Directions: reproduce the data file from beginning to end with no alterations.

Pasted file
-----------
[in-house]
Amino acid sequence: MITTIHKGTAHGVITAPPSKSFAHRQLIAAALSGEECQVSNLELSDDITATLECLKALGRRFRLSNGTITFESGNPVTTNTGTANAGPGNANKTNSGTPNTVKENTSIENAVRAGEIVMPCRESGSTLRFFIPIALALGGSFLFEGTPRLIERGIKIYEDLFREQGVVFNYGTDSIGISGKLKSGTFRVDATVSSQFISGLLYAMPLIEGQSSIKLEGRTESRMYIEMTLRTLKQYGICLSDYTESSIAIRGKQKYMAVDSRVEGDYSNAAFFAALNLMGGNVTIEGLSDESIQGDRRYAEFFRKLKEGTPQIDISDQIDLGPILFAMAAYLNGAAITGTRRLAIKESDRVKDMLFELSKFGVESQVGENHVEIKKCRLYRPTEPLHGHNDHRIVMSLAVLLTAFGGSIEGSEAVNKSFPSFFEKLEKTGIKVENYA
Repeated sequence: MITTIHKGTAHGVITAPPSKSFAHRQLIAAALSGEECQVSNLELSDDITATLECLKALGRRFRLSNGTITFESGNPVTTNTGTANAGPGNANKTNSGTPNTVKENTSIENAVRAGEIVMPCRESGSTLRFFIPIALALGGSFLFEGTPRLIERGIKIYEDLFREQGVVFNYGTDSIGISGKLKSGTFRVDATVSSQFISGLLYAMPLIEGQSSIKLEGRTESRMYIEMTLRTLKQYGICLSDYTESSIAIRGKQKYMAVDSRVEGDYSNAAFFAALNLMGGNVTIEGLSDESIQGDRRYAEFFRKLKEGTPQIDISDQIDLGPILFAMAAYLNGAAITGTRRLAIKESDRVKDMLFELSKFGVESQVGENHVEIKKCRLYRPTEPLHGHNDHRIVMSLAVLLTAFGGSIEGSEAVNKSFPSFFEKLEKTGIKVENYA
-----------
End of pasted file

[in-house]
Amino acid sequence: MITTIHKGTAHGVITAPPSKSFAHRQLIAAALSGEECQVSNLELSDDITATLECLKALGRRFRLSNGTITFESGNPVTTNTGTANAGPGNANKTNSGTPNTVKENTSIENAVRAGEIVMPCRESGSTLRFFIPIALALGGSFLFEGTPRLIERGIKIYEDLFREQGVVFNYGTDSIGISGKLKSGTFRVDATVSSQFISGLLYAMPLIEGQSSIKLEGRTESRMYIEMTLRTLKQYGICLSDYTESSIAIRGKQKYMAVDSRVEGDYSNAAFFAALNLMGGNVTIEGLSDESIQGDRRYAEFFRKLKEGTPQIDISDQIDLGPILFAMAAYLNGAAITGTRRLAIKESDRVKDMLFELSKFGVESQVGENHVEIKKCRLYRPTEPLHGHNDHRIVMSLAVLLTAFGGSIEGSEAVNKSFPSFFEKLEKTGIKVENYA
Repeated sequence: MITTIHKGTAHGVITAPPSKSFAHRQLIAAALSGEECQVSNLELSDDITATLECLKALGRRFRLSNGTITFESGNPVTTNTGTANAGPGNANKTNSGTPNTVKENTSIENAVRAGEIVMPCRESGSTLRFFIPIALALGGSFLFEGTPRLIERGIKIYEDLFREQGVVFNYGTDSIGISGKLKSGTFRVDATVSSQFISGLLYAMPLIEGQSSIKLEGRTESRMYIEMTLRTLKQYGICLSDYTESSIAIRGKQKYMAVDSRVEGDYSNAAFFAALNLMGGNVTIEGLSDESIQGDRRYAEFFRKLKEGTPQIDISDQIDLGPILFAMAAYLNGAAITGTRRLAIKESDRVKDMLFELSKFGVESQVGENHVEIKKCRLYRPTEPLHGHNDHRIVMSLAVLLTAFGGSIEGSEAVNKSFPSFFEKLEKTGIKVENYA